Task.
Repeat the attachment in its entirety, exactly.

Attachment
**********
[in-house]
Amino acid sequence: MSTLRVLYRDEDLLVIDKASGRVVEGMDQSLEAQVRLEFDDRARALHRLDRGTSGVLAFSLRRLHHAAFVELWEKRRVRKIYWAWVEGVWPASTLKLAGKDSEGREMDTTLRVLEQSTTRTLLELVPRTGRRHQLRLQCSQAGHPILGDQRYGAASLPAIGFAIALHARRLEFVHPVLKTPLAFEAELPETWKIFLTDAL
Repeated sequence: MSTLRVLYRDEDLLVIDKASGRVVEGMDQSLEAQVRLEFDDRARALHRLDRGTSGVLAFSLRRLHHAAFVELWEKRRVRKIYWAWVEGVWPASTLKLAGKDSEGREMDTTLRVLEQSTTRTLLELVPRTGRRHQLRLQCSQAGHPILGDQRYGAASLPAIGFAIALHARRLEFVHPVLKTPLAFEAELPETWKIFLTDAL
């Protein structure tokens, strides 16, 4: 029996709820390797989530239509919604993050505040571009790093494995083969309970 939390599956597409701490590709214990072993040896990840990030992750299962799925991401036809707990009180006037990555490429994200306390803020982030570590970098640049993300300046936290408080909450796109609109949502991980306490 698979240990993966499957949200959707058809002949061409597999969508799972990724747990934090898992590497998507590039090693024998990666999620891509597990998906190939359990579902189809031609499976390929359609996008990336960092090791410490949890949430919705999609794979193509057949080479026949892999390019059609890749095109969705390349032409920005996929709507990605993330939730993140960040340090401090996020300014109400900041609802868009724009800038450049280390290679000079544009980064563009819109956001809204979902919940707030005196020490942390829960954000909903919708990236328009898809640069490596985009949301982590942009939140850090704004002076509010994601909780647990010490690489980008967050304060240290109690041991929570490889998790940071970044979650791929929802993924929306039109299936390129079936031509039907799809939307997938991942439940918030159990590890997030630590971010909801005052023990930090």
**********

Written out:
[in-house]
Amino acid sequence: MSTLRVLYRDEDLLVIDKASGRVVEGMDQSLEAQVRLEFDDRARALHRLDRGTSGVLAFSLRRLHHAAFVELWEKRRVRKIYWAWVEGVWPASTLKLAGKDSEGREMDTTLRVLEQSTTRTLLELVPRTGRRHQLRLQCSQAGHPILGDQRYGAASLPAIGFAIALHARRLEFVHPVLKTPLAFEAELPETWKIFLTDAL
Repeated sequence: MSTLRVLYRDEDLLVIDKASGRVVEGMDQSLEAQVRLEFDDRARALHRLDRGTSGVLAFSLRRLHHAAFVELWEKRRVRKIYWAWVEGVWPASTLKLAGKDSEGREMDTTLRVLEQSTTRTLLELVPRTGRRHQLRLQCSQAGHPILGDQRYGAASLPAIGFAIALHARRLEFVHPVLKTPLAFEAELPETWKIFLTDAL
């Protein structure tokens, strides 16, 4: 029996709820390797989530239509919604993050505040571009790093494995083969309970 939390599956597409701490590709214990072993040896990840990030992750299962799925991401036809707990009180006037990555490429994200306390803020982030570590970098640049993300300046936290408080909450796109609109949502991980306490 698979240990993966499957949200959707058809002949061409597999969508799972990724747990934090898992590497998507590039090693024998990666999620891509597990998906190939359990579902189809031609499976390929359609996008990336960092090791410490949890949430919705999609794979193509057949080479026949892999390019059609890749095109969705390349032409920005996929709507990605993330939730993140960040340090401090996020300014109400900041609802868009724009800038450049280390290679000079544009980064563009819109956001809204979902919940707030005196020490942390829960954000909903919708990236328009898809640069490596985009949301982590942009939140850090704004002076509010994601909780647990010490690489980008967050304060240290109690041991929570490889998790940071970044979650791929929802993924929306039109299936390129079936031509039907799809939307997938991942439940918030159990590890997030630590971010909801005052023990930090």